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New Member-Lost My Only Parent Early In Life

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Hello, I am new here and was looking for a place just to share my story and to read about other people's experience with grief.

My parents divorced when I was in the 7th grade, and my dad did not play very much of a part in my life after that. My mother was a very even-tempered person who I could always count on, and who I knew would love me unconditionally. When I went to college, I called her every day, sometimes more than once, just to share even the most mundane things about my day that I knew she would get a kick out of. She had always been in good health. 3 weeks before I graduated with my Bachelor's degree, I was on my way to my part time job at Papa John's, and I got a phone call from my sister saying that my mother had been found passed out on her living room floor, that she was not doing well, and that I should travel up to see her. All that I had previously heard from my mother the day before was that she thought she had the flu. When I arrived at my mother's house, several of my family members were waiting for me, and I could tell by the looks on their faces that she was gone. No one had known exactly what happened-only that she died of sepsis. After the partial autopsy, it was found that she simply had a case of appendicitis that she did not get treated in time.

I have struggled a lot the past seven years with this--it was just so sudden and shocking, and I didn't even start truly feeling the depth of the loss until about a month or two after it happened--by then, I was living by myself in a completely different state for grad school with no one around that I knew. I felt like a zombie for my two years of grad school--I generally could not fall asleep until about 6 or 7 in the morning and I felt completely zonked out in my classes. I discovered a new degree of grief and sadness that I never knew could exist. I didn't get any help or counseling-I guess I just didn't know any better.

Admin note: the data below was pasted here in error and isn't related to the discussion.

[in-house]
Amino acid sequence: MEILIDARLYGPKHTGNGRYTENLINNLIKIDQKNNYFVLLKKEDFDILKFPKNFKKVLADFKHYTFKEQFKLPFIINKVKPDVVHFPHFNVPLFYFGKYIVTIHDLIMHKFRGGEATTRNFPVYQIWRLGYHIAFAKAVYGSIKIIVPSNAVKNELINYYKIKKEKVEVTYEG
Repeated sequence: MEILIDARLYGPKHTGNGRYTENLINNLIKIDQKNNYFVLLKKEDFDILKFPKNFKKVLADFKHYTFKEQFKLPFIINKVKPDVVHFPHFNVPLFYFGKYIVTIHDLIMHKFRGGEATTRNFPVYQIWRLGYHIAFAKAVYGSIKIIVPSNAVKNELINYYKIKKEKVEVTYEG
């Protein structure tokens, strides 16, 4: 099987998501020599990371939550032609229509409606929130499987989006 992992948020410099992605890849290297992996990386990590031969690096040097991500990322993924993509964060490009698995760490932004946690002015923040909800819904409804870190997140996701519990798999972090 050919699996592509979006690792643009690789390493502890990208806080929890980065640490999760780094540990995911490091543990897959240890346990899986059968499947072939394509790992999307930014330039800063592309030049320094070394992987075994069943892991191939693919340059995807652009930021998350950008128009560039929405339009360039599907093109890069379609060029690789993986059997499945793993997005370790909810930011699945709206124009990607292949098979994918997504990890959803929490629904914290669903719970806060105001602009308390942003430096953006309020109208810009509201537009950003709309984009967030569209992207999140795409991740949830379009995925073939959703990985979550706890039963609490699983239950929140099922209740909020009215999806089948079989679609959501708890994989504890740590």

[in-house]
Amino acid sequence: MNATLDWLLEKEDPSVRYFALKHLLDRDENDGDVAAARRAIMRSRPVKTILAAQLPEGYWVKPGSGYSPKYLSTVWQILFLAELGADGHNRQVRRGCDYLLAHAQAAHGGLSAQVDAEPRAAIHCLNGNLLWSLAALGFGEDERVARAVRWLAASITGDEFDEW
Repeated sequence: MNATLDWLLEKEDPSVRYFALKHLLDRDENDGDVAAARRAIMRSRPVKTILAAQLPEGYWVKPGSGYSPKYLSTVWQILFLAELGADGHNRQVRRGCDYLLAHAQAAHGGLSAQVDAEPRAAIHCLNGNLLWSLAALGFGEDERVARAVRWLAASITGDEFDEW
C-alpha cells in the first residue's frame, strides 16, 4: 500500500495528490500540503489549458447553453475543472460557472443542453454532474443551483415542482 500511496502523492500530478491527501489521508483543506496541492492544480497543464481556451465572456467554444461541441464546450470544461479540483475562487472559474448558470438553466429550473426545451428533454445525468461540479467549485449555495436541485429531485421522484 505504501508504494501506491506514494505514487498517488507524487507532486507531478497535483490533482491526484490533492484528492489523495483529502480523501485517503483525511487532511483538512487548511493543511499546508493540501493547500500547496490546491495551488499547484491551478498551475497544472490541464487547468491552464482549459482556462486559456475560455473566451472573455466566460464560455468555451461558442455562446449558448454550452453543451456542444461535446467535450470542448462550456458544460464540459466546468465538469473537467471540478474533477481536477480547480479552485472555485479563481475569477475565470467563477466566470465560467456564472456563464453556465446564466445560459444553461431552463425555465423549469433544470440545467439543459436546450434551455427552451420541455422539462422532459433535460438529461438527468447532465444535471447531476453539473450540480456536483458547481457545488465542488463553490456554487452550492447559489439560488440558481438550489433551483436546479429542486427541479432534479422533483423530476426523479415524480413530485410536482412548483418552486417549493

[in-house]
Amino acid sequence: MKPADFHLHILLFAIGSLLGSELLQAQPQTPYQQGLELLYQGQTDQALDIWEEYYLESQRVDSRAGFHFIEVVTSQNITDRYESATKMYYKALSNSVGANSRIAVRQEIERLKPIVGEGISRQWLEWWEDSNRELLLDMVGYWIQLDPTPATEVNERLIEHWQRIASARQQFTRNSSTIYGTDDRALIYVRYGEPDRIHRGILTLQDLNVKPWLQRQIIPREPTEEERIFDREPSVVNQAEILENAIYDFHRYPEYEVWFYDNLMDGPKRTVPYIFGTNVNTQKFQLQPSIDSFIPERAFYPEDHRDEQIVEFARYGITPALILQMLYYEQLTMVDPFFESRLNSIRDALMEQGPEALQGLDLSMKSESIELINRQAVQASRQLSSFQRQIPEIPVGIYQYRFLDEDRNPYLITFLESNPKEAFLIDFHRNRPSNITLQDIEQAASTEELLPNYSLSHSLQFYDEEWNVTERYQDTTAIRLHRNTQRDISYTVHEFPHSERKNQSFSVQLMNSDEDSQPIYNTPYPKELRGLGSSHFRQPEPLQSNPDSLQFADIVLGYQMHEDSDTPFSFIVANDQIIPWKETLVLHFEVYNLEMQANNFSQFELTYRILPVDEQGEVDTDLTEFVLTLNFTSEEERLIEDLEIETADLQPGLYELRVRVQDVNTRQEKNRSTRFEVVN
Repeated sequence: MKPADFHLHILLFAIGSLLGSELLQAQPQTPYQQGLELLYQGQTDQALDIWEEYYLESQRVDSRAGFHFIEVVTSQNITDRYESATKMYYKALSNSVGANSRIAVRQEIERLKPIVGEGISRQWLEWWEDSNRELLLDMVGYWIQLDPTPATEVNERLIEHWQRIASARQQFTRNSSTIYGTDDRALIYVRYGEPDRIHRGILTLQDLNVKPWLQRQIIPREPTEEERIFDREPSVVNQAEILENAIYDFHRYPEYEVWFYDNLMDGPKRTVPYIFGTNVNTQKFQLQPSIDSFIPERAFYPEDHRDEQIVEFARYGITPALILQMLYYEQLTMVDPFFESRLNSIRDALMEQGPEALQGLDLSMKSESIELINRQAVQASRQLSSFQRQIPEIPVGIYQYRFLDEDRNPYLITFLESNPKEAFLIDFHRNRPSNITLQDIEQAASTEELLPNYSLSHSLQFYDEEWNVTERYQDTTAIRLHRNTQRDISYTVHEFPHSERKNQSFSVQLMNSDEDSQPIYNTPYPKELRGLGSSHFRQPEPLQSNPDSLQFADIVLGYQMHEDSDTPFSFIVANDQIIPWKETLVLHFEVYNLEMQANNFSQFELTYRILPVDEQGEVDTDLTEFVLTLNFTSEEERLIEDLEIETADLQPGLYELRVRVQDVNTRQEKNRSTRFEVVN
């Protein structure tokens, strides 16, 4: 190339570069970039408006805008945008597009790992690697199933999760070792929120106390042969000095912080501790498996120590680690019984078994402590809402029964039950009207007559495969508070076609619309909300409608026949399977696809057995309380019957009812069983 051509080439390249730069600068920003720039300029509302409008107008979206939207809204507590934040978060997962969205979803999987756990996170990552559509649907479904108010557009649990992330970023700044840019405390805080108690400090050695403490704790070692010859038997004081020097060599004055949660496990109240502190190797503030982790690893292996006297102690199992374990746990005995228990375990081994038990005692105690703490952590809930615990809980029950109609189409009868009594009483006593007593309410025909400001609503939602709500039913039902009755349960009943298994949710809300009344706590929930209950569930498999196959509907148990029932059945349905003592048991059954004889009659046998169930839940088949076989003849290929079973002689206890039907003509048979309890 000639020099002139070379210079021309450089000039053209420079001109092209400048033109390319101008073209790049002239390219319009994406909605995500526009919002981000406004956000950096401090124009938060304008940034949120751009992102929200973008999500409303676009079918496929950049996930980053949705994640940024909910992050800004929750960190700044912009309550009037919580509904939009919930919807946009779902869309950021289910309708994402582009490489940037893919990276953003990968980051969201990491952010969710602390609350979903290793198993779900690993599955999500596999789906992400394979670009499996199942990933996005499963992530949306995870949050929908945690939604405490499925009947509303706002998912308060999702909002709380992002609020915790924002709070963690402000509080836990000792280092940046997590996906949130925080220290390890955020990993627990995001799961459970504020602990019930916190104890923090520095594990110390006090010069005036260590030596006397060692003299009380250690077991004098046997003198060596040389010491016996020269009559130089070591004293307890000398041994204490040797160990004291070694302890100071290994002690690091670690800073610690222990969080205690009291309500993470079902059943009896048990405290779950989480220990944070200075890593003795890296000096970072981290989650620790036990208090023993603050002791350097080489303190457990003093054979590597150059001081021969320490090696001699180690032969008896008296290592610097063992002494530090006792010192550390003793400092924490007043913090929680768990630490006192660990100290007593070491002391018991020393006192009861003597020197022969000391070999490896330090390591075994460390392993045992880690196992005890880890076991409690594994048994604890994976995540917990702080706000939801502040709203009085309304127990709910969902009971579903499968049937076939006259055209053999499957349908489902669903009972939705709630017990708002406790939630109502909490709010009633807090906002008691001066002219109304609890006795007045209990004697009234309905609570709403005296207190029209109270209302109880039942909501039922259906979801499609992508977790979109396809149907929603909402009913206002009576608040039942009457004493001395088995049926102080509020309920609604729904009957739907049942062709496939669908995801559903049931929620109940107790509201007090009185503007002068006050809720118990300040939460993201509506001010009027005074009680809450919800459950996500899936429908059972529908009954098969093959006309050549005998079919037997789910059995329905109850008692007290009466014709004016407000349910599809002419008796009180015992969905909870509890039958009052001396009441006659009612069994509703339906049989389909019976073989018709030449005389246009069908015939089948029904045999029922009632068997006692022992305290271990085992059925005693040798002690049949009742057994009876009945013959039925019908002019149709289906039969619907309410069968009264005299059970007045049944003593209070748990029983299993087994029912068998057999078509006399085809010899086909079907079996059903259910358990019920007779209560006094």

My siblings have basically disowned each other and are very bitter because of a laundry list that they each feel the other has "done" to them--most of the stuff they are angry about happened before I was born or when I was young, as I was born 10-15 years after them. I haven't felt any solidity with any of my immediate family members, and ever since this happened, I've just felt that I have no "safety net." Some of my extended family members keep up with me on a regular basis, but I feel I have no close immediate family relations. I made a bad decision about who to spend my life, which has created another explosion in my life which has rehashed all of the "alone" feelings.

It's hard to explain-I feel like I don't have any sturdy ground to stand on. I saw a counselor for my failed relationship about 11 times, but I didn't have a good experience with that. I felt like she was just telling me what I wanted to hear and she didn't attempt to delve into any important issues. I don't know whether to try counseling again or maybe go to a grief group. I am trying not to get to the point where I want to give up trying things to help, but it's getting more and more difficult to believe things will get better.

Anyways, thanks for listening, and thanks to all who share their stories.

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Hi laureney. Sometimes it takes a couple of days to get replies to a post. Anyway, welcome to our grief forums.

Your experience in grief is different than my own. My Mom passed away two years ago, and she lived to 78 years of age. Your Mom passed away in mid-life, and there is an element of tragedy to that. Grief seems to get more complicated when life is cut short. Somehow the grief and the mourning process gets delayed, probably because it's just too traumatic. Our online counselor, Marty, has posted content about 'delayed grief' on many occasions. I have limited understanding of the issues of delayed grief, but at least I can link to some of Marty's content: